Lion’s Roar associate editor Pamela Ayo Yetunde discusses “right remembering” and how it impacts our collective memory for George Floyd.
Do you remember that on June 25, 2021, ex-Minneapolis police officer Derek Chauvin was found guilty of murder in the death of unarmed Black man George Floyd? Many in the U.S. and around the world cheered the fact that Chauvin was sentenced to 22 ½ years in prison. Did you know that on February 24, 2022, the other three officers Lane, Kueng, and Thao were found guilty of violating Floyd’s civil rights? The headline in the news was episodic compared to the coverage on Chauvin’s sentence. Did you hear that on May 18, 2022, Lane pled guilty to aiding and abetting manslaughter? Manslaughter? That coverage was like a footnote and was met with little public fanfare or outrage. Did anyone tell you that on July 8, 2022, Chauvin was found guilty of violating George Floyd’s civil rights and received an additional prison sentence of 21 years? Probably not.
When we engage in right remembering, we engage in an act of resilience that supports Right Action in the midst of our many existential challenges.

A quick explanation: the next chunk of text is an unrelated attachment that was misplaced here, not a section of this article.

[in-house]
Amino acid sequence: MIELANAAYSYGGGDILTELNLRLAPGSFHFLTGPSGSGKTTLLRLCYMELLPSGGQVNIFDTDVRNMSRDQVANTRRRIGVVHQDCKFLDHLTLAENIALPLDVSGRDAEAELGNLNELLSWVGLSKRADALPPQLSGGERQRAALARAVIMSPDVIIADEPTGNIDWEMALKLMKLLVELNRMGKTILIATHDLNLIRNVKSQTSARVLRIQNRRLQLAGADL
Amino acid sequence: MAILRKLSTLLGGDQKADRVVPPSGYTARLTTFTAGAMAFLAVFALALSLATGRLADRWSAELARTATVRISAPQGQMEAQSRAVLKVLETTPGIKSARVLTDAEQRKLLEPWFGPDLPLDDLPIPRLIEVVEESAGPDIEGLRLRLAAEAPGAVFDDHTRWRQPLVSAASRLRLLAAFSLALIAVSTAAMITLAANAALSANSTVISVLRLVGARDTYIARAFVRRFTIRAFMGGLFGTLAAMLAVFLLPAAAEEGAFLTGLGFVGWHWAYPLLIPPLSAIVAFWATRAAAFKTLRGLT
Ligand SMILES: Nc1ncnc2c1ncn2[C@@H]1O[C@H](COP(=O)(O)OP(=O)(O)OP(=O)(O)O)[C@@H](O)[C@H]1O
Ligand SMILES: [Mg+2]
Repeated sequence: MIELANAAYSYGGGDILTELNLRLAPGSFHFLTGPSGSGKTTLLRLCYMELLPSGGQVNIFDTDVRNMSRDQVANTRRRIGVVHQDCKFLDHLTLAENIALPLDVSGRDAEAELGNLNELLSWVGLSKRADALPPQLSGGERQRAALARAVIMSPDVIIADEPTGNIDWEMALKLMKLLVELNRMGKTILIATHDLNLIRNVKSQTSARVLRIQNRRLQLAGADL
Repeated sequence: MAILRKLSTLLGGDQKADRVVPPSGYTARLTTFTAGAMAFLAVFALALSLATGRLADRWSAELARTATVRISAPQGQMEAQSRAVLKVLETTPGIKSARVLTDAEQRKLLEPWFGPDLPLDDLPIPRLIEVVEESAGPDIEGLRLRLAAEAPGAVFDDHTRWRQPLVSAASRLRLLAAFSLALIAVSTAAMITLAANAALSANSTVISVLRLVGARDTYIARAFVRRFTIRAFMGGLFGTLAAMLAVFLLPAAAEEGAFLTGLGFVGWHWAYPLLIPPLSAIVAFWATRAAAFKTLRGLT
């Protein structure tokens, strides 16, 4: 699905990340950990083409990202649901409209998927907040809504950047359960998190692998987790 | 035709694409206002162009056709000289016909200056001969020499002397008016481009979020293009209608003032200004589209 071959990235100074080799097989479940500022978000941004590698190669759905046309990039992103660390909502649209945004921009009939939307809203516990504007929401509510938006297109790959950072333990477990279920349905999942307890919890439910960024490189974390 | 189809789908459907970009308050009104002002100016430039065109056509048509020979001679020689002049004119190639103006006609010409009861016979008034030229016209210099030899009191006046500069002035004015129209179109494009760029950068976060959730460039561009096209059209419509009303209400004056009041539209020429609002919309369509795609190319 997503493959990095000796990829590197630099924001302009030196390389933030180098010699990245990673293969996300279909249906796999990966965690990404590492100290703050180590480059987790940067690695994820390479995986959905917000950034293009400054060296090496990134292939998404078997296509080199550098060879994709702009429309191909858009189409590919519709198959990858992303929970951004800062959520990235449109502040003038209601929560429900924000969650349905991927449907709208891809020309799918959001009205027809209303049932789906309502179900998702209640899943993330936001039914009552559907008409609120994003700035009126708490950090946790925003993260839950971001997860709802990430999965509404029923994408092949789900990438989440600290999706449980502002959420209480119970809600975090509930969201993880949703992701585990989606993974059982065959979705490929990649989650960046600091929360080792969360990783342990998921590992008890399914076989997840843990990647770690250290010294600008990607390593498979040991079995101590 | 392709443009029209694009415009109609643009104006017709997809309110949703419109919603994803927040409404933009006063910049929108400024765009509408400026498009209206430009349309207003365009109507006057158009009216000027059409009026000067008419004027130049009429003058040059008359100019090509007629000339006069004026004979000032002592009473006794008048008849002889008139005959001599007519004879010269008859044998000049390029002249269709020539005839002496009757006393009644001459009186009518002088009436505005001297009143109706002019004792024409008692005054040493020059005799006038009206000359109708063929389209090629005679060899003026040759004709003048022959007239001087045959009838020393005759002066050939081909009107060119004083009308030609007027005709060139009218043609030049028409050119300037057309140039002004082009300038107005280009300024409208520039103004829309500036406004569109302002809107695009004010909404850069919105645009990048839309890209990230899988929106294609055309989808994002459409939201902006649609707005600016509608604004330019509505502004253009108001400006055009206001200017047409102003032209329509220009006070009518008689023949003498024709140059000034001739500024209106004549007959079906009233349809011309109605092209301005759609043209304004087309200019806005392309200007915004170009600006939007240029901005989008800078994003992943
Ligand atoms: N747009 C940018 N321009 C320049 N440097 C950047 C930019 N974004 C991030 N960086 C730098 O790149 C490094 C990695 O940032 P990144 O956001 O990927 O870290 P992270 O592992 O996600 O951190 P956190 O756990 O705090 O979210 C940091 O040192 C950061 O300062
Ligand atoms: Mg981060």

A lot has been happening throughout the country including summer festivals, parades, road races, anti- and pro-abortion protests, etc., but I didn’t see or hear about people gathering in the streets in recognition that these civil suit decisions, and the manslaughter plea, were as significant as the initial murder verdicts. Has the ongoing fight for justice for George Floyd slipped from our collective memory? There are still two police officers who have not had their day in court with a jury of their peers. Do we care, or have we forgotten the significance of this earth-shattering event and its aftermath? I don’t think we have forgotten, but I also think we don’t care that much what happens to the other officers. Why? Chauvin, though glaringly guilty, was also scapegoated. Collectively, we placed all our civil society angst on him and have forgotten that they all participated in Floyd’s torture and death. Collectively, we are in a state of erasure caused by scapegoating and it hasn’t even been three years since that public, broad-daylight, recorded by several witnesses pleading for mercy horrifically shocking killing. What happens to the other officers should still matter, but I’m beginning to wonder whether Buddhists need another practice to reverse scapegoating’s erasure: Right Remembering.